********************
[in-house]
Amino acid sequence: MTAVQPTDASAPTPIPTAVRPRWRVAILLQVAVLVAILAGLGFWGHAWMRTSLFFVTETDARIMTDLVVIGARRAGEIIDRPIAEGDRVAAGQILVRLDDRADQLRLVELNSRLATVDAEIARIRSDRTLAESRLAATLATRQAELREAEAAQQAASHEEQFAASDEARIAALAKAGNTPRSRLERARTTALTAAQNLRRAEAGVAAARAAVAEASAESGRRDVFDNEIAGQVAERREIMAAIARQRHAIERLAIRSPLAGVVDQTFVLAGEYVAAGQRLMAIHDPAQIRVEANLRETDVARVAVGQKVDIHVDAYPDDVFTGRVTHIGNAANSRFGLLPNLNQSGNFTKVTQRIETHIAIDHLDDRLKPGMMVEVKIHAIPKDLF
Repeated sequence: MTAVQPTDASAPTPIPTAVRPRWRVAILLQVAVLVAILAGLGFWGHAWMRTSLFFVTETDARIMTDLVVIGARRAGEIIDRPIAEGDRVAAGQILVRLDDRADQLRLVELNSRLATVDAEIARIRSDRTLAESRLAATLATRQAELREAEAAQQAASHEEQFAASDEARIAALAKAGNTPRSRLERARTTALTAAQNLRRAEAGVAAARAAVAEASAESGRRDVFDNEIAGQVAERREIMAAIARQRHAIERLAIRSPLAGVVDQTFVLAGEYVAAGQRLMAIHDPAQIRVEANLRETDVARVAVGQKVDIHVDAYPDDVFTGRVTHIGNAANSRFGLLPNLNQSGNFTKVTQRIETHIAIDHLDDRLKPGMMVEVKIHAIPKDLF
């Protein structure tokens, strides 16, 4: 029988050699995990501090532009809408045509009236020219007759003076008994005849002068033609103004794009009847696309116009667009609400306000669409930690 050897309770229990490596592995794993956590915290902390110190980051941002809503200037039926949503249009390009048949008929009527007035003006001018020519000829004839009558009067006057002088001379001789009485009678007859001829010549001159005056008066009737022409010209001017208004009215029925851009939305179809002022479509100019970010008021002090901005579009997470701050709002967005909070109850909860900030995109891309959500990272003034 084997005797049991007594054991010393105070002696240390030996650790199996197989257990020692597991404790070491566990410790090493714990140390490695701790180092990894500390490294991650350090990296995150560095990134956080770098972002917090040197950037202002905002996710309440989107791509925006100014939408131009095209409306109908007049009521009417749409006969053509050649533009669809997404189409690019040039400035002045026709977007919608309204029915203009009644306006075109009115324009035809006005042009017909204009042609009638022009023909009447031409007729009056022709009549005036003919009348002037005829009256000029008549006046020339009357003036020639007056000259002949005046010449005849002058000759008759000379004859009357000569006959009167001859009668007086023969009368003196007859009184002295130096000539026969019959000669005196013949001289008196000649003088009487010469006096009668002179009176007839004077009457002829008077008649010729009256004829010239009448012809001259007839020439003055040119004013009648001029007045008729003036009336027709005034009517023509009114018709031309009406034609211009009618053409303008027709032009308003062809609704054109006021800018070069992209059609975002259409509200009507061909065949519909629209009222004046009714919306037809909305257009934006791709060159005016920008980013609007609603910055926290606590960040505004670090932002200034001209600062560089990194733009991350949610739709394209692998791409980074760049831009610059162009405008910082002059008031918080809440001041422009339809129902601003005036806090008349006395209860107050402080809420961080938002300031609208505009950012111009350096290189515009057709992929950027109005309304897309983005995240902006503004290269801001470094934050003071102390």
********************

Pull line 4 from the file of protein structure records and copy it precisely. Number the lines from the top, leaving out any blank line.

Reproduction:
């Protein structure tokens, strides 16, 4: 029988050699995990501090532009809408045509009236020219007759003076008994005849002068033609103004794009009847696309116009667009609400306000669409930690 050897309770229990490596592995794993956590915290902390110190980051941002809503200037039926949503249009390009048949008929009527007035003006001018020519000829004839009558009067006057002088001379001789009485009678007859001829010549001159005056008066009737022409010209001017208004009215029925851009939305179809002022479509100019970010008021002090901005579009997470701050709002967005909070109850909860900030995109891309959500990272003034 084997005797049991007594054991010393105070002696240390030996650790199996197989257990020692597991404790070491566990410790090493714990140390490695701790180092990894500390490294991650350090990296995150560095990134956080770098972002917090040197950037202002905002996710309440989107791509925006100014939408131009095209409306109908007049009521009417749409006969053509050649533009669809997404189409690019040039400035002045026709977007919608309204029915203009009644306006075109009115324009035809006005042009017909204009042609009638022009023909009447031409007729009056022709009549005036003919009348002037005829009256000029008549006046020339009357003036020639007056000259002949005046010449005849002058000759008759000379004859009357000569006959009167001859009668007086023969009368003196007859009184002295130096000539026969019959000669005196013949001289008196000649003088009487010469006096009668002179009176007839004077009457002829008077008649010729009256004829010239009448012809001259007839020439003055040119004013009648001029007045008729003036009336027709005034009517023509009114018709031309009406034609211009009618053409303008027709032009308003062809609704054109006021800018070069992209059609975002259409509200009507061909065949519909629209009222004046009714919306037809909305257009934006791709060159005016920008980013609007609603910055926290606590960040505004670090932002200034001209600062560089990194733009991350949610739709394209692998791409980074760049831009610059162009405008910082002059008031918080809440001041422009339809129902601003005036806090008349006395209860107050402080809420961080938002300031609208505009950012111009350096290189515009057709992929950027109005309304897309983005995240902006503004290269801001470094934050003071102390």